Stephanie’s work on the road ecology of rattlesnakes in the South Okanagan was the subject of a recent article released by The Canadian Press. Her work, which included a ‘population viability analysis’ model, shows the pessimistic prospects for her study population unless mitigation actions prove successful in decreasing road mortality [unfortunately, Stephanie herself is not named in the article – but it’s all her thesis research! ]. Click HERE to see the article on the Globe & Mail website.
Stephanie Winton successfully defended her thesis on September 20th. Her external examiner was Dr. Tony Clevenger, a well-known expert on the effects of roads on wildlife. The very next day, Stephanie presented her work during the Roads & Herpetiles Workshop, as part of the annual meeting of the Canadian Herpetological Society. Congratulations, Stephanie!
Dana took time out from her field season to organize and contribute to another successful World Snake Day event at the Nk’Mip Desert Cultural Centre. The Nk’Mip Desert Cultural Centre, and the Osoyoos Indian Band, have been great supporters of our work there, so what better place to start a tradition of WSD on July 16. Click here
Stephanie from our lab has made a short video on dealing (and avoiding) rattlesnake bite, and it’s had a good response on Youtube. Click here!
Valerie Law won the “In A Nutshell” competition at TRU, where senior undergraduates are each allowed 3 minutes to present on a research project. Val worked on the field crew last summer, steering a ‘refugia’ project for rattlesnakes within a a vineyard. She is using the work for her senior Graduating Essay in the Bachelor of Natural Resource Science program. Congrats, Val! Check out the story: http://inside.tru.ca/2018/03/22/rattlesnakes-crack-the-first-nutshell/
Already?!?!? We held our 2017 ‘lab’ holiday social on December 11th, and an amazing collaborative feast took place. Stephanie organized a great rotating gift exchange with everyone walking away with ‘interesting’ little presents. Thanks to everyone for helping with the preparation and cooking. Back row: Karl, Cole, Jared and Anna. Front row: Steph, Cheryl, JoAnne, Sydney, Dana, and Edyta.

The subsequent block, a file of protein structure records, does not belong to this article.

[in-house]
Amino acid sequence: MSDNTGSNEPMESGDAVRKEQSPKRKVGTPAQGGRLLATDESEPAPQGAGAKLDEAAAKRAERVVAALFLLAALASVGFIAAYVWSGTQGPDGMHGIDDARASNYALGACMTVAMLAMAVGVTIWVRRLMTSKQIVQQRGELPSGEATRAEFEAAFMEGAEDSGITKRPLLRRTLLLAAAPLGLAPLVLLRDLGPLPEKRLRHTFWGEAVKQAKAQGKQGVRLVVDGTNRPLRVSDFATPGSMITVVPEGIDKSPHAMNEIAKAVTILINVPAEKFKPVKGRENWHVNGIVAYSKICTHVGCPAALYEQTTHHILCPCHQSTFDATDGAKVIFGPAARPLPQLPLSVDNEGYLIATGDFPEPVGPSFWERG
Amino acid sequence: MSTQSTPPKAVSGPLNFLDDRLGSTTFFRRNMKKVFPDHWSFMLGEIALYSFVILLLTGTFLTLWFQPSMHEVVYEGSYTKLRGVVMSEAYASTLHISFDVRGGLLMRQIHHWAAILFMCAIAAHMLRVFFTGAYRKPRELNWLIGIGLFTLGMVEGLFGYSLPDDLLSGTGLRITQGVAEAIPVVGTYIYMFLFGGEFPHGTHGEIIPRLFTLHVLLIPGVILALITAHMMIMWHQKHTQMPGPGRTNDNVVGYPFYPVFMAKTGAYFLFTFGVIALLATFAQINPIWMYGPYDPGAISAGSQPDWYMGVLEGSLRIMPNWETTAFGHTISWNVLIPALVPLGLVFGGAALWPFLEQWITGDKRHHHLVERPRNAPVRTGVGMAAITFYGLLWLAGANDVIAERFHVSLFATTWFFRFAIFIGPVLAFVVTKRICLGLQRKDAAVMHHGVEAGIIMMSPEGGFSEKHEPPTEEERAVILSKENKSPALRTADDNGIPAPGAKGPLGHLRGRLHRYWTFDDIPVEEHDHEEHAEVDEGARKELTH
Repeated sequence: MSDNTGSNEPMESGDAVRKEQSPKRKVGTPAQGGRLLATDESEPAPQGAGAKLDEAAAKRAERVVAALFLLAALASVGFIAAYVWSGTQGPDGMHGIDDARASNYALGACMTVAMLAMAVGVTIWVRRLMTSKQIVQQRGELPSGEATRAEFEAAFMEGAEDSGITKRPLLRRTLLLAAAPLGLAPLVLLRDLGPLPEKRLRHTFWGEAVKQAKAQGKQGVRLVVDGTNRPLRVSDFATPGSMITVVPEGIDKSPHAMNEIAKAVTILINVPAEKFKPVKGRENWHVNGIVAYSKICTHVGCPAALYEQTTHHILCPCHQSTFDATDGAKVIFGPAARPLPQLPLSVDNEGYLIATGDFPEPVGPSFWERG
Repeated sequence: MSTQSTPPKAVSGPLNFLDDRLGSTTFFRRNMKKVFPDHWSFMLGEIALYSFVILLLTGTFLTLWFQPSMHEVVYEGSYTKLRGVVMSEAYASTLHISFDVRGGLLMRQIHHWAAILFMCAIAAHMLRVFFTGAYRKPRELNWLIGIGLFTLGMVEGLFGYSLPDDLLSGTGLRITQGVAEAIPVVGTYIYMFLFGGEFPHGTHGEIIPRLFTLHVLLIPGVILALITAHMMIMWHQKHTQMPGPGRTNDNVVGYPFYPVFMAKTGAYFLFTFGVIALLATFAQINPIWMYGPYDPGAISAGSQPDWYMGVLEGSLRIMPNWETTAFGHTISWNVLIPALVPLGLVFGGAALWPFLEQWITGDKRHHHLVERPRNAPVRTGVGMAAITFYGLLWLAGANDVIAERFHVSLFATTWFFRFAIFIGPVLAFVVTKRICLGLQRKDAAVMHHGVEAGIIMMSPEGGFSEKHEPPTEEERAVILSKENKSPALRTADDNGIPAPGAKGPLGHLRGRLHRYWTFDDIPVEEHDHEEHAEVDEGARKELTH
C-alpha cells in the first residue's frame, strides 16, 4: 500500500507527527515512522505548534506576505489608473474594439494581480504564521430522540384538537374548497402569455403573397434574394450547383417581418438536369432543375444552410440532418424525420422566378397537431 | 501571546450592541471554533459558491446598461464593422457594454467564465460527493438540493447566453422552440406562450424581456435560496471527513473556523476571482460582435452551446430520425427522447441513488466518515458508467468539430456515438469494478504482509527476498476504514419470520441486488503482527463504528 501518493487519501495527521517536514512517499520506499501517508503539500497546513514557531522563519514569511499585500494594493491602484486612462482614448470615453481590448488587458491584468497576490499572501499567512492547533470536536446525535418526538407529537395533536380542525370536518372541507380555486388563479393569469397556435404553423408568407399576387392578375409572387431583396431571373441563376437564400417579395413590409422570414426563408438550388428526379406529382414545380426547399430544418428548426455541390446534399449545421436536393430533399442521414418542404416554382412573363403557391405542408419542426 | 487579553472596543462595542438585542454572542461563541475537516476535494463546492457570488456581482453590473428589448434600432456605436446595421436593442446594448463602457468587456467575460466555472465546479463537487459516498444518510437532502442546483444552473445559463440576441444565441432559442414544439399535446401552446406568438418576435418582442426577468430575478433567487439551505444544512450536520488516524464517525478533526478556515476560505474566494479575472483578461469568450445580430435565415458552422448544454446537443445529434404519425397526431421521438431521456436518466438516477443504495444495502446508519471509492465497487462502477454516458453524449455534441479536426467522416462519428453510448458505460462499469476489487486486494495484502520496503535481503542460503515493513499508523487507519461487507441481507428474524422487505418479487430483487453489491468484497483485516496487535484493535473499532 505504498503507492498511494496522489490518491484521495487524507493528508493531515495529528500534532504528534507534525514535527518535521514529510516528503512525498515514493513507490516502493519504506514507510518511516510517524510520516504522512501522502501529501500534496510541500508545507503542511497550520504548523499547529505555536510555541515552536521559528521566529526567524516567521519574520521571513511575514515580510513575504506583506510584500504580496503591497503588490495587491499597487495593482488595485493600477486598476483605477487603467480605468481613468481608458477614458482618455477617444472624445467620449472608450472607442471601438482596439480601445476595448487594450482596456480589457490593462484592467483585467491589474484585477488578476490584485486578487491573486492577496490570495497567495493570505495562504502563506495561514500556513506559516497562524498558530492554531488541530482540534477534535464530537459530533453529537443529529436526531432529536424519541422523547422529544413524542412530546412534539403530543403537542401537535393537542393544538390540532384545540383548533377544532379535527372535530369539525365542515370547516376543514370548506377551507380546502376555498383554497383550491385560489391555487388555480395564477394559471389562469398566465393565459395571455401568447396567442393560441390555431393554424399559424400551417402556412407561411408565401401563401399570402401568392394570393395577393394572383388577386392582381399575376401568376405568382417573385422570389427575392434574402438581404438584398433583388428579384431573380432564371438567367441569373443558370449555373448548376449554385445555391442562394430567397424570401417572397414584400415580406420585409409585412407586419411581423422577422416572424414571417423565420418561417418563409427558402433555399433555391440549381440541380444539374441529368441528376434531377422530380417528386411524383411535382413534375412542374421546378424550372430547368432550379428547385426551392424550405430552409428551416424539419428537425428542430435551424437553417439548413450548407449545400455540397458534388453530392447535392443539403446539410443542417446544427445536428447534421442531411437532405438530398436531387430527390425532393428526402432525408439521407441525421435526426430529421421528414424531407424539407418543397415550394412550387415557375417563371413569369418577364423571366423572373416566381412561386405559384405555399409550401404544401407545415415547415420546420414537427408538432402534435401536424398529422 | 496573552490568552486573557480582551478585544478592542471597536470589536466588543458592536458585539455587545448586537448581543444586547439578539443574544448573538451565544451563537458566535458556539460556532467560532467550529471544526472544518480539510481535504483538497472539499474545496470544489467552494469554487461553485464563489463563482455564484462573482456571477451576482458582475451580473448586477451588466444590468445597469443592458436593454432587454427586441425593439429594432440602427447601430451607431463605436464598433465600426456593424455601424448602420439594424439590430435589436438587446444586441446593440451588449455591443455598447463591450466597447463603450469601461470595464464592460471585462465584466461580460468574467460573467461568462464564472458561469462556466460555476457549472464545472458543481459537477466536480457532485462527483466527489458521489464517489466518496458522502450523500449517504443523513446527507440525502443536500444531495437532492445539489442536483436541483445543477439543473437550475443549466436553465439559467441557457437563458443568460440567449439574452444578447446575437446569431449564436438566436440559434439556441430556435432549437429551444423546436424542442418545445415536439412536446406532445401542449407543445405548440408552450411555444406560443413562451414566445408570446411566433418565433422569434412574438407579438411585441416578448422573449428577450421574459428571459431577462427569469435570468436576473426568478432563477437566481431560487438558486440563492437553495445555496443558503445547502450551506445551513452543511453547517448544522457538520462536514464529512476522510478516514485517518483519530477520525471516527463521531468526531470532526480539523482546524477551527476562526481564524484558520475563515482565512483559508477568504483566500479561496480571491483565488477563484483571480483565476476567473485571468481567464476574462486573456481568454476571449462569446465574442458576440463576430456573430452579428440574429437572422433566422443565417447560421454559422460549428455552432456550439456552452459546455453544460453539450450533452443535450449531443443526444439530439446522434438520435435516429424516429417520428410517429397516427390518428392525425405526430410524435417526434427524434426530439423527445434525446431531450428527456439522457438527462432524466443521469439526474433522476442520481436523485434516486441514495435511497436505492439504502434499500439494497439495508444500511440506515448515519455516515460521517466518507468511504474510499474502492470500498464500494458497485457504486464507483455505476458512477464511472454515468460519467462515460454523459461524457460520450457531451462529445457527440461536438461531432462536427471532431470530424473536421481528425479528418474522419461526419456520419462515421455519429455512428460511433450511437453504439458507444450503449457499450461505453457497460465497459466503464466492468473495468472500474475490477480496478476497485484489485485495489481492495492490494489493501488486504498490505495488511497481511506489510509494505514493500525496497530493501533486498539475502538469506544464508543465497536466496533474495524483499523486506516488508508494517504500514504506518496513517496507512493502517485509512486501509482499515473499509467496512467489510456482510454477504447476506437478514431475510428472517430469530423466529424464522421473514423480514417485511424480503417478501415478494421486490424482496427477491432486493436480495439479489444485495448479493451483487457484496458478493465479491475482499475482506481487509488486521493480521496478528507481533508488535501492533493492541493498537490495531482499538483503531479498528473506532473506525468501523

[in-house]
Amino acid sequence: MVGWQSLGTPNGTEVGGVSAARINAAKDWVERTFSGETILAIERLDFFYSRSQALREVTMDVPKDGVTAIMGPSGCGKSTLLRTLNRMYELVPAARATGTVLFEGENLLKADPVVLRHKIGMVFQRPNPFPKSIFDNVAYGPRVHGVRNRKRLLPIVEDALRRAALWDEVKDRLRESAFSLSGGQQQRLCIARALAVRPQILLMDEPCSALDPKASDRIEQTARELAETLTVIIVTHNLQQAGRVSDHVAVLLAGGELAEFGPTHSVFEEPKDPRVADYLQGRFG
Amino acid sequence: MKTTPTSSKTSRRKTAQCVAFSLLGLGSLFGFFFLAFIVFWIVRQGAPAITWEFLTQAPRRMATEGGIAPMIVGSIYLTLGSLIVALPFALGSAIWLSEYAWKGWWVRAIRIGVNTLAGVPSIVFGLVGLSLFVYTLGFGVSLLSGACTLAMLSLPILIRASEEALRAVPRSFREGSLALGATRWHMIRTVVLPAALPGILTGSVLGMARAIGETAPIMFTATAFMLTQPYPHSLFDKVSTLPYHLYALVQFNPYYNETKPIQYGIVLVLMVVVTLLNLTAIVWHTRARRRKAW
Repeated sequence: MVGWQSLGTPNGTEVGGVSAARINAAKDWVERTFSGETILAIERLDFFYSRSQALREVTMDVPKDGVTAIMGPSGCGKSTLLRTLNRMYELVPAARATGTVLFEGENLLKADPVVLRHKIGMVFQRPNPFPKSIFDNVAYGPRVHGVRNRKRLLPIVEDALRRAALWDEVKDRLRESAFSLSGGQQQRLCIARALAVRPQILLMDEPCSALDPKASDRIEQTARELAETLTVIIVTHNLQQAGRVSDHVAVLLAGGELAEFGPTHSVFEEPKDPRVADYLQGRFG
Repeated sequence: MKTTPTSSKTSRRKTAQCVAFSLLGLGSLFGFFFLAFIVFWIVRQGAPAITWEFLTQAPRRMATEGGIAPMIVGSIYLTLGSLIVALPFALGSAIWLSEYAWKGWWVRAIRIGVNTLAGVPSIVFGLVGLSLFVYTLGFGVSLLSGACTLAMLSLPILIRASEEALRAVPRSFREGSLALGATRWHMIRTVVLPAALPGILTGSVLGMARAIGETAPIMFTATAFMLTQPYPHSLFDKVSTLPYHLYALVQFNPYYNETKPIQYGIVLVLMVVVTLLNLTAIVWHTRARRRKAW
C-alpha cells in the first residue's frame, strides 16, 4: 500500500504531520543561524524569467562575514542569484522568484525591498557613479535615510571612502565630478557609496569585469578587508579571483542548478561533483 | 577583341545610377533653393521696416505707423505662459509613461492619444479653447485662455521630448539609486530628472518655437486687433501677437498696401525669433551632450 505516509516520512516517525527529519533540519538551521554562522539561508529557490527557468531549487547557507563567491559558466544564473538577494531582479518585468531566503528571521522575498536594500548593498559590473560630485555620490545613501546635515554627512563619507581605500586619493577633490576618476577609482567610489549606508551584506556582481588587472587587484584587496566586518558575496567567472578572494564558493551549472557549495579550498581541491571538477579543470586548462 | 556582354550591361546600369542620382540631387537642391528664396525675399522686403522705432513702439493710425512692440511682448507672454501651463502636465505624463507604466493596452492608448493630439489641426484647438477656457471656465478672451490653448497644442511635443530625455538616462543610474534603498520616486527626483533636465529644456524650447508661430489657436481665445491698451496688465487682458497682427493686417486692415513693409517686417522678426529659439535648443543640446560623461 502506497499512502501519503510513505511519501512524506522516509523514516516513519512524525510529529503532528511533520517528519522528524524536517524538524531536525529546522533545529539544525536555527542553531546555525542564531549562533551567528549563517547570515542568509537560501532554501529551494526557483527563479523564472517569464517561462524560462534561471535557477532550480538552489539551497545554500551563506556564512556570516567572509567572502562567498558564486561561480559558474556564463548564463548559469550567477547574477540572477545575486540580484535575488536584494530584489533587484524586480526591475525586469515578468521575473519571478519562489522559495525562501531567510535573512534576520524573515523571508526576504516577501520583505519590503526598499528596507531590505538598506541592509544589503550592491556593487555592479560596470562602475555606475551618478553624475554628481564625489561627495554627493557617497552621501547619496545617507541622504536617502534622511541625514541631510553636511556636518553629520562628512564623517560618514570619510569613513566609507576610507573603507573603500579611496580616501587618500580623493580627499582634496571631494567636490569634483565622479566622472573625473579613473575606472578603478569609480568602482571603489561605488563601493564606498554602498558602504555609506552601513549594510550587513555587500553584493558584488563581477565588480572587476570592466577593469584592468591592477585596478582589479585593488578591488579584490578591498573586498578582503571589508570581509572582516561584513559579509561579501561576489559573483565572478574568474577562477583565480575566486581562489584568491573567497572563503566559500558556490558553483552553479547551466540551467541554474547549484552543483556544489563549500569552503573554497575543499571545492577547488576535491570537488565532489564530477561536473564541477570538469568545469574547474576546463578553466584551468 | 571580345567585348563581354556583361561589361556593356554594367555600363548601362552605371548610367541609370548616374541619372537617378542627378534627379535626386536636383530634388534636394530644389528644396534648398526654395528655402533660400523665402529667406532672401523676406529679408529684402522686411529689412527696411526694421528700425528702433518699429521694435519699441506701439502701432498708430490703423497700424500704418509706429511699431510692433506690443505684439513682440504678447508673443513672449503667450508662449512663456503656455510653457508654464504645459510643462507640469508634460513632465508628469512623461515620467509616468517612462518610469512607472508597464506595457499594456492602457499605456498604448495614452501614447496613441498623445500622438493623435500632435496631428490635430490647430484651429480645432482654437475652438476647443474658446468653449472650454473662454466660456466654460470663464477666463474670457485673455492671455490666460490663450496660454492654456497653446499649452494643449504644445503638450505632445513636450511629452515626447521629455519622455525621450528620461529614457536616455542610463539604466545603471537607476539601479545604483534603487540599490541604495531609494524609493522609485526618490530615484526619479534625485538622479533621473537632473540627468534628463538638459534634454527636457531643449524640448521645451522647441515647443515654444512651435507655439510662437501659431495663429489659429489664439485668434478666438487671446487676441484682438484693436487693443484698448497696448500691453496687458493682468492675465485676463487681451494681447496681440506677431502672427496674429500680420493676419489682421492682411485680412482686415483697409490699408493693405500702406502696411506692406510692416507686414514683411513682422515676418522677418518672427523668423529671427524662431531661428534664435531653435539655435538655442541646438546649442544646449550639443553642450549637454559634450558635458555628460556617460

More good news from the lab as Sasindu Gunawardana successfully defended her thesis on November 30, 2017. Sasindu created microcosm ‘worlds’ to test how combinations of factors affected the decisions of isopods (‘roly polys’ and sowbugs) to leave and travel away from familiar habitat. Special thanks to Dr. Jim Hare from the University of Manitoba who traveled all the way from Winnipeg to serve as external examiner on the thesis. Congratulations, Sasindu.
We’re pleased to report that Shorf Chowdhury successfully defended his thesis on “The human dimension of Asian elephant conservation in Bangladesh” on July 24th. Thanks to Dr. Cormack Gates for acting as external examiner. Shorf is now back home in Bangladesh resuming his work with the national Forest Service, and trying to keep up momentum with elephant conservation. Congrats, Shorf.
In June I had the very good fortune to help out a colleague witha giraffe project in Kenya. Dusti Becker (along with her husband, Tony Povilitis) runs Life Net Nature, which is doing some amazing conservation work around the world. Dusti has been working with the Maasai people of Kenya to develop sustainable eco-tourism and a giraffe monitoring program. Needless to say, it was an amazing experience for me walking across the savannah, counting giraffes and other large mammals. I was able to check off four of my personal Big Five (Nile crocodile, black mamba, hyrax, and rhino) – just fell short on the honey badger (next time). Check out Life Net Nature for this and similar opportunities: http://lifenetnature.org/